Sunday, November 3, 2013

Going to the Movies: The Story of a Money Pit (Part 1)


I love movies. Love to sit and watch them at home. Love to have movie nights with my friends. Love going to see them at the theater. On that last one, I think we can all agree on one thing: movie theaters are money pits. Essentially you just walk up to their front door and start throwing all of your money at them. You bitch and moan but you accept it. You knew before you ever left your house that you were going to spend an exorbitant amount of cash for a load of calories and an unknown experience. With my frequent trips to the theater and the resulting cash outflow I got to wondering why. In an attempt to answer this I took a step-by-step approach, looking at a typical trip to the cinema.

According to the National Association of Theater Owners, the average cost of a movie ticket in the U.S. rose to from $7.96 in 2012 to $8.38 in 2013. Granted, this rise is due, in part, to rising surcharges for 3D, IMAX films, and “luxury cinemas;” it is also indicative of an overall rise in movie ticket prices. When I fired up a few of my favored scholarly search engines, I found literature mostly on the movie industry itself but a surprising lack of literature on movie ticket prices, regional differences, surcharges, etc. There are a few papers that address movie ticket prices in terms of economic theory, but that’s kinda it. These papers look at cost-based explanations for why there is one price for all movies, all the time. It is what economists call “uniform pricing for differentiated goods,” which is usually compared to a price differentiated or variable pricing system.  Sure, there are senior and student discounts as well as matinee rates (so called “third degree price discrimination”), but in general, each moviegoer pays the same price for all movies at any time. Theater quality, seat location, quality of the movie, etc. – same price.

A paper by Rosen and Rosenfield in 1997 argues for an optimal two-part pricing system where consumers with the greatest demand buy higher priced tickets to earlier performances, a strategy that was propositioned around the same time by Universal CEO Edgar Bronfman. A scheme that was obviously not adopted. Papers published in 2001 and 2007 by Orbach and Einav examine and support the argument that theaters could benefit from price differentiation across movies and show times. However, they point out that uniform pricing may persist because consumers may perceive variable pricing as unfair, that the short life cycles of movies make it difficult to adjust prices, and the difficulties continue between distributors and theater owners. The latter is examined in more detail in a publication in Marketing Science by Eliashberg, Elberse, and Leenders that reviews the process of movie making and distribution. In the Exhibition section of their paper, they describe the contractual arrangements between distributors and cinemas and pay special attention to the relative powers of these two parties. The distributors’ power lies in the expected success of a particular movie and the amount of promotional support they are willing to commit. The theaters’ power lies in its location and relative shortage (or surplus) of available screens. Overlying all of this is the uncertainty of demand and it filters down into ticket prices. These prices are a dance between the distributors and the theaters. Theaters often prefer lower ticket prices to compete more effectively with other theaters. This has the knock-on effects of increasing attendance and revenues from concessions. Naturally, distributors want high prices and have even actively sought, although largely unsuccessfully, to increase their revenues through variable price structuring. To sum up, how much you pay at the box office essentially comes down to how consumers value goods, the legal constraints on the relationships between distributors and theaters, and the negotiations that occur between these parties.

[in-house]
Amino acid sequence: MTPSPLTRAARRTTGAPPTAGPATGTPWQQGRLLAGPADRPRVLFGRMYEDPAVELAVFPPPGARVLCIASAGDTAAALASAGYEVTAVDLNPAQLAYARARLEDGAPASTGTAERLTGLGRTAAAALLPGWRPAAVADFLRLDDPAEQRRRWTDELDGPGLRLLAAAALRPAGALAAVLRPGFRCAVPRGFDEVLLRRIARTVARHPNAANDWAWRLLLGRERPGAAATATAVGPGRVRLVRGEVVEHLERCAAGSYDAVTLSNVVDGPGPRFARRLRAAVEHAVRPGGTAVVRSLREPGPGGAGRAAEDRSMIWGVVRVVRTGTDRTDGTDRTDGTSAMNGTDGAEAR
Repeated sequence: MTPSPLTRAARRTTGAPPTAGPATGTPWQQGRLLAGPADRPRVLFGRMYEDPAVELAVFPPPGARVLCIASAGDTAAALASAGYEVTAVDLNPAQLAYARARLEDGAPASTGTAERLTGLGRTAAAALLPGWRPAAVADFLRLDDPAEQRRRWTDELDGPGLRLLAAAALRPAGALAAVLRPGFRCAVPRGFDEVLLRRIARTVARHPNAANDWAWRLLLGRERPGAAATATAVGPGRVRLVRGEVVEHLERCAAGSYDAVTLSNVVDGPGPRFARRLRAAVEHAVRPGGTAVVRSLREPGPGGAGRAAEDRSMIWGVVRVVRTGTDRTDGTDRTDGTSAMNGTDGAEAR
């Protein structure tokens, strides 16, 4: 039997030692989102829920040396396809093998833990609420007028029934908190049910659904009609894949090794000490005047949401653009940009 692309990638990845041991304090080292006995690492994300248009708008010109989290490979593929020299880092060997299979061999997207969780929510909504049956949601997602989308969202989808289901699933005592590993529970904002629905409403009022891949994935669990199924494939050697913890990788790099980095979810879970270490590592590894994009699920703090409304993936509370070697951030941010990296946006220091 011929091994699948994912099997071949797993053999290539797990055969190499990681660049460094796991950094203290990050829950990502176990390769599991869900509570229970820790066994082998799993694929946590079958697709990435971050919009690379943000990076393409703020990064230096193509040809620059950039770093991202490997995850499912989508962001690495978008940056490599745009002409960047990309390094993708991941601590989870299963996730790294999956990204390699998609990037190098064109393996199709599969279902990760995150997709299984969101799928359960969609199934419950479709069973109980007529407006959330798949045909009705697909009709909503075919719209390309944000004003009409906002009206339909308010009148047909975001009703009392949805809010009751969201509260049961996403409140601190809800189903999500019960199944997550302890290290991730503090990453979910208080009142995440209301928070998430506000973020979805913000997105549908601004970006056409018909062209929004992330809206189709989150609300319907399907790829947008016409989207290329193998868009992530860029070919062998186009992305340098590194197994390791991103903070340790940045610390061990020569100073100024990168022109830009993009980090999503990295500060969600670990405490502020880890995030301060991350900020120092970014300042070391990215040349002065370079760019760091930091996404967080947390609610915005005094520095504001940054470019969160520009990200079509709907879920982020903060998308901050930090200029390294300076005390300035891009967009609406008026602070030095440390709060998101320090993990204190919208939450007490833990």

So now you’ve purchased a ticket which is considered low by both the distributers and the theaters. Okay, we’ll go with that. Next, you walk inside to hear the pop-pop-pop of the popcorn machine, the whoosh of the soda dispenser, the lights of the menus and candy displays, and the oh-so-mouthwateringly good smell of butter. Yep, you are faced with the concession stand and the high prices that go along with it. You know those “low” ticket prices the theater owner has negotiated for you? They are offset by the sale of these concessions, revenues that are not shared with the movie distributors. Also, most theaters bar you from bringing your own food and exploit your immobility by charging high prices for their products. So how likely are you to buy those tempting confections? A paper published in Economic Inquiry back in 1991 looks at these high prices, pointing out that “if all movie viewers ate popcorn at the movies and ate the same amount, the question of pricing at the concession stand would be of little interest. The only thing that would matter would be the combined price of the ticket and the [refreshment].” But in actuality only a fraction of customers purchase concessions and by charging a high price the theater is able to extract consumer surplus.